HOW THE INTERNET CAME FIRST TO SHIRLEYS BAY Thom Whalen recently organized and moderated a session entitled "Next Big Things That Weren’t" at an international conference. The papers in the session showed how our failures pave the way for our successes; one example used was the role that Telidon played for the Internet at Communications Research Centre Canada (CRC), where Whalen works, and across Canada.
"Telidon may have come before its time", says Whalen, "but like today's Internet, it promised to provide users with access to large amounts of multimedia information through computer networks. CRC's experience with Telidon prepared us to recognize and utilize the value of the Internet as soon as it emerged."
The precursor to the Internet was a system called DARPANET, DARPA standing for Defence Advanced Research Projects Administration. National Defence funded this project as early as 1969. DARPANET grew steadily, being used by National Defence, CRC and associated organizations, until the late 1980s when most universities were connected.
Thom Whalen works in CRC's Networked Media Laboratory. Since joining Shirleys Bay in 1979, his job has involved exploring the relationship between people and computers. It was during the late 1980s that his group recognized that the Internet was beginning to reach critical mass.
Whalen says, "One of the services we investigated first was USENET; we recognized that it allowed people to find strangers located anywhere in the world, who shared their interests.
This function was not previously possible. This was not just a new way to do old things, but new way to do new That is the definition cultural revolution!"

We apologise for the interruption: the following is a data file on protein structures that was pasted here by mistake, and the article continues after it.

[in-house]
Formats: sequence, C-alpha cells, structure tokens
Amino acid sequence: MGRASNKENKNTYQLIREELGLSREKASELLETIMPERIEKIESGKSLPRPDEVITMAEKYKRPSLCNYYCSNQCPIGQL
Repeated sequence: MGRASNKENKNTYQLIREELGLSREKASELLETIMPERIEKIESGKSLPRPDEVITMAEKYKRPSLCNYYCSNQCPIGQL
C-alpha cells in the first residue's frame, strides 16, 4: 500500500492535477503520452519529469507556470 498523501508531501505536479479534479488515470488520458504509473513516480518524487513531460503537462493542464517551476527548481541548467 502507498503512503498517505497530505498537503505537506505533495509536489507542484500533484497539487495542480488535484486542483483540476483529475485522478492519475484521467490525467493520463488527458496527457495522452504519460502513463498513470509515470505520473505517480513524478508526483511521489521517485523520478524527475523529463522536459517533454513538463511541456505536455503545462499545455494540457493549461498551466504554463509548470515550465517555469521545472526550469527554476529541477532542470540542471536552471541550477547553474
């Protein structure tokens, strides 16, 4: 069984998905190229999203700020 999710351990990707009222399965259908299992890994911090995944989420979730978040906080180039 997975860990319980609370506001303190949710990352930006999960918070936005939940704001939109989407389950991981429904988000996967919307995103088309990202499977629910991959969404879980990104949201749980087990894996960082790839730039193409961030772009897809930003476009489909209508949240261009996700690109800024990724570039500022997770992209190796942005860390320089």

When Gopher, a text-based version of today's World Web, came along in 1991, recognized immediately potential for publishing documents.
Whalen explained, "We set up our Gopher server and obtained numerous documents from DSS that we could publish on line. One of these documents was the Charlottetown Accord. We were amazed to hear appreciative from overseas Canadians who had no other way to access these. We knew then that the Internet something that would go beyond technical community and penetrate into the general market.
After achieving what we believe the first official large-scale publication of documents on the Internet by any government, we decided to approach the CBC with the idea of publishing audio the Internet. By that time, the World Wide Web was just emerging. Rather than use Gopher again, we created a Web site for the CBC.
At that time, there were only 650 Web sites in the world and we were one of them. We are fairly sure our's was either the first or second Canadian Government web site and cetainly the first radio broadcaster with downloadable audio files.
Today, the Networked Media Laboratory is studying topics that include natural language recognition virtual reality business meetings and online teaching portfolios. As always, they are searching out methods for doing new things in new ways.